I’m a writer. I believe that the stories we read and write and tell have the power to shape and change our lives. I believe that – because a story changed my life.
Nine years ago, when I lived in Texas, I visited the lowcountry. It was my first experience here, and it was brief, but we made time for a carriage tour through the historic district of Beaufort. And that’s when I heard a little bit of the story of a man named Robert Smalls. I’d never heard his name, and I’d never heard the story. But he intrigued me. His courage, and his heroism, and his contributions, and legacy intrigued me.
His story ignited my curiosity. Curiosity led to exploration, and exploration led to discovery, and I discovered how little I knew about our history. I discovered how little I understood about the experiences of enslaved people in our country. I discovered that some stories get amplified, while other stories get silenced
To make a long story short, the story of Robert Smalls opened my eyes and my mind and my heart, and moved me across the country because I felt compelled – called – to share his story. We moved to Beaufort so that I could research and write the book, Trouble the Water.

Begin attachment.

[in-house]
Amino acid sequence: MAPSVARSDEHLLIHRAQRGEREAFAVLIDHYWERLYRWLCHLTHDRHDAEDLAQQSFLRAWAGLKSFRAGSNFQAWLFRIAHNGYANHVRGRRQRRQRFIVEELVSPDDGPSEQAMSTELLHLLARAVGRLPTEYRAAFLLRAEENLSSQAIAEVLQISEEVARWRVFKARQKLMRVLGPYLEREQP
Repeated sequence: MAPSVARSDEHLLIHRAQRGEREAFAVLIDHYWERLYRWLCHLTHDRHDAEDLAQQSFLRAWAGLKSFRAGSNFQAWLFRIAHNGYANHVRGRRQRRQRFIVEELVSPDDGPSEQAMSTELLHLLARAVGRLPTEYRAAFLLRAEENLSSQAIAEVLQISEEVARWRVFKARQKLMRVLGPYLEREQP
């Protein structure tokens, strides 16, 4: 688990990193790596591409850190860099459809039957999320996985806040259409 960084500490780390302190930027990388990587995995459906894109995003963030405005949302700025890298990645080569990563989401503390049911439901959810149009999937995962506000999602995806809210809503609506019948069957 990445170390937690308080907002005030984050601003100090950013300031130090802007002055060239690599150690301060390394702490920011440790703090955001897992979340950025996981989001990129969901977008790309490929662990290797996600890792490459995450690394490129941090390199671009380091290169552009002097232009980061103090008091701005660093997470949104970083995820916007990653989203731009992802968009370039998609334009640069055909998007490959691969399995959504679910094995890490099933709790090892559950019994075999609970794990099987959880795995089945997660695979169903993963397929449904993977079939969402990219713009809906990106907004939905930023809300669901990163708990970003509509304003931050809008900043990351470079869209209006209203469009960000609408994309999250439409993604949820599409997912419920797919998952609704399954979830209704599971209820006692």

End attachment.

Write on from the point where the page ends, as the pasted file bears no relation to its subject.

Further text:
Here’s what I know about stories. Stories connect us.
Stories shape us.
Stories cultivate our compassion. Stories encourage empathy.
Stories can also provoke us – because the stories that shape each of us are all a little different - new stories may provoke us to disagreements and arguments. It can be hard for us to let go of the stories we’ve held dear for our entire lives, stories that we think define us – and when a new story comes along – a story that challenges our old ways of thinking and being, it threatens us. Educators call this cognitive dissonance – that collision of what we thought was true in conflict with new evidence that demands we re-examine it. As uncomfortable as that is – that place where our old narrative intersects with a new one – that’s where learning happens. And it’s real learning, learning that matters, learning that sticks.
Stories help us do that.
Stories change our lives.